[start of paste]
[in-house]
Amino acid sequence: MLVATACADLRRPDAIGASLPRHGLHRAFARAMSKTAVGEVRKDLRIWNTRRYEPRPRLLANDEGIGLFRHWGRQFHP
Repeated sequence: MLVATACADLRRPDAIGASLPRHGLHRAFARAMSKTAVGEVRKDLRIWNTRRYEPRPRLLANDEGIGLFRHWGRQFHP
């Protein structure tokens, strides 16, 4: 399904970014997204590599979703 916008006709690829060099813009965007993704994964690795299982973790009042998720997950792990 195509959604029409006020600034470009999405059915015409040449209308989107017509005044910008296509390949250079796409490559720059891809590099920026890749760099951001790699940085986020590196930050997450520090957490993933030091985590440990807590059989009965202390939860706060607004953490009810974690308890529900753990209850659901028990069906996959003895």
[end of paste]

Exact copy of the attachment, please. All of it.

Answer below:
[in-house]
Amino acid sequence: MLVATACADLRRPDAIGASLPRHGLHRAFARAMSKTAVGEVRKDLRIWNTRRYEPRPRLLANDEGIGLFRHWGRQFHP
Repeated sequence: MLVATACADLRRPDAIGASLPRHGLHRAFARAMSKTAVGEVRKDLRIWNTRRYEPRPRLLANDEGIGLFRHWGRQFHP
């Protein structure tokens, strides 16, 4: 399904970014997204590599979703 916008006709690829060099813009965007993704994964690795299982973790009042998720997950792990 195509959604029409006020600034470009999405059915015409040449209308989107017509005044910008296509390949250079796409490559720059891809590099920026890749760099951001790699940085986020590196930050997450520090957490993933030091985590440990807590059989009965202390939860706060607004953490009810974690308890529900753990209850659901028990069906996959003895």